Need for Artist Voices Never Greater
I’ve been asked often this year by young writers — and a few dozen young painters, dancers, actors, filmmakers, and photographers I was mentoring at an artists’ retreat in Southern California — whether I view all art as activism.
I wasn’t asked that question much in the previous generation and a half in which I have been writing novels.
But this has been a charged year and I don’t expect 2018 to be any less fraught. All artists are grappling with — and will continue to grapple with — their place in the current social and political landscape: when is art activism and when is it escapism?
Certainly, most Vermonters recall where they were during the most recent Presidential Inauguration on January 20 and the day after, January 21, when women and men around the country marched for human rights, women’s rights, refugee rights, LGBTQ rights, and more. I was on a book tour in January, and I spent a lot of time speaking in red and blue states. And the idea of where my work fit into the social landscape that moment and who was going to read my new novel was more complex than I might have expected.
One night in a blue state, the crowd was sparse and the woman who owned the bookstore told me, “I can’t read fiction right now. I just can’t. I’m too depressed and the world is falling apart.” I was in a deep red state on the Saturday of the Women’s March, and there was a massive crowd — almost all female, almost all oblivious to their peers in other states who had donned pink pussy hats as part of a political statement — and they were thrilled to talk about my new novel.
The truth is, some of my novels are more political than others. I’ve written about domestic violence, sexual assault, animal rights, human trafficking, and genocide; but I’ve also written about dowsing, haunted houses, and Little League baseball. What prompts me to decide on a subject? It’s pretty simple: am I so interested in the topic personally that it will inspire me to climb from my bed at six in the morning and sit at my desk for the next six or seven hours? It’s all about the emotional investment I am prepared to make.
What is not simple, however, is the price artists are willing to pay for work that is political.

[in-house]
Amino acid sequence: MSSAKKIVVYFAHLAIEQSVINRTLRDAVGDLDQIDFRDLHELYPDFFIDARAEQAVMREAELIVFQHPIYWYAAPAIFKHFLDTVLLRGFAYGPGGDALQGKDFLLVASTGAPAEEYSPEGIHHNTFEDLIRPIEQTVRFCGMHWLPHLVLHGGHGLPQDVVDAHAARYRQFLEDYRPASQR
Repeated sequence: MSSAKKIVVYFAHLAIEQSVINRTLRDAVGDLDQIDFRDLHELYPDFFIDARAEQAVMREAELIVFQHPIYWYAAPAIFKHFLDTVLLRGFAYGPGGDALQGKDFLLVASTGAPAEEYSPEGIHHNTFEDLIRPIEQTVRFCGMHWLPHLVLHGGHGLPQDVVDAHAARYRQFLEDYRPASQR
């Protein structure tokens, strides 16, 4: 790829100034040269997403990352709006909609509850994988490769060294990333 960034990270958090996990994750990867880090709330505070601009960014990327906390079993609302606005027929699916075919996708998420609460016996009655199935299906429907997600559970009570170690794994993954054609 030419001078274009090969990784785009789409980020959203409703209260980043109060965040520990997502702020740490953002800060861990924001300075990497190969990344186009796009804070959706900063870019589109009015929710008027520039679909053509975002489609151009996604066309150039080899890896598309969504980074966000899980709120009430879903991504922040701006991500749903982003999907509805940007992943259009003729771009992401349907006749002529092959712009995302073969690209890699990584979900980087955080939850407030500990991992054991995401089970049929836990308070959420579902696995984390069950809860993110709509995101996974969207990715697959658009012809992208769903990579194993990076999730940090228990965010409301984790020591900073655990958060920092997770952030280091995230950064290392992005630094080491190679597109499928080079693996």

The truth is, not all art is activism — and it probably shouldn’t be. I’m sure there are choreographers and directors who could turn “The Nutcracker” into a whale of a tale about Russian collusion right now. But “The Nutcracker” is such a beautiful, magical, escapist ballet in its own right, why bother turning it into something incendiary? I feel the same way about most episodes of the sit-com, “Friends,” as well as a great many novels I’ve read in my lifetime.
But that does not mean that we don’t need artists as activists. We do — and we always have. This is especially true right now. As artists, we can take the risks that often politicians won’t. Obviously, artists within the refugee, LGBTQ, and minority communities can speak for themselves — and do so eloquently and passionately. But even those of us who are (and let’s be clear and honest) privileged because we have a Y chromosome or U.S. citizenship or skin pigmentation that decreases the likelihood a police officer will stop us while driving, can still stand with the beleaguered and add our voices to theirs.
Moreover, we can and must experiment — and we can and must approach our creations with a take-no-prisoners willingness to transcend who we are and the echo chambers of our own life experiences. After all, so many politicians speak only to their own followers, and their followers only hear what they want. We’re all guilty of that, regardless of our side of the political aisle.
But think of the movies and novels and paintings and musicals and photographs that have caused us to look at the world a little differently.
E. M. Forster once said, “Fiction is truer than history because it goes beyond the evidence.” That’s true of a lot of art, because a lot of art is about something that a lot of politics is not: empathy.
Yes, there will always be risks to artistic empathy. There will be art that fails and art that succeeds, but still a wide swath of the world ignores it. Trust me: it’s easy to alienate a part of your audience because they disagree with you politically.
But the risk of doing nothing? It is far, far worse.
Chris’ most recent novel, “The Sleepwalker,” was published in paperback this autumn. His twentieth novel, “The Flight Attendant,” will land on March 13, 2018.
— top right photo by Roya Ann Miller on Unsplash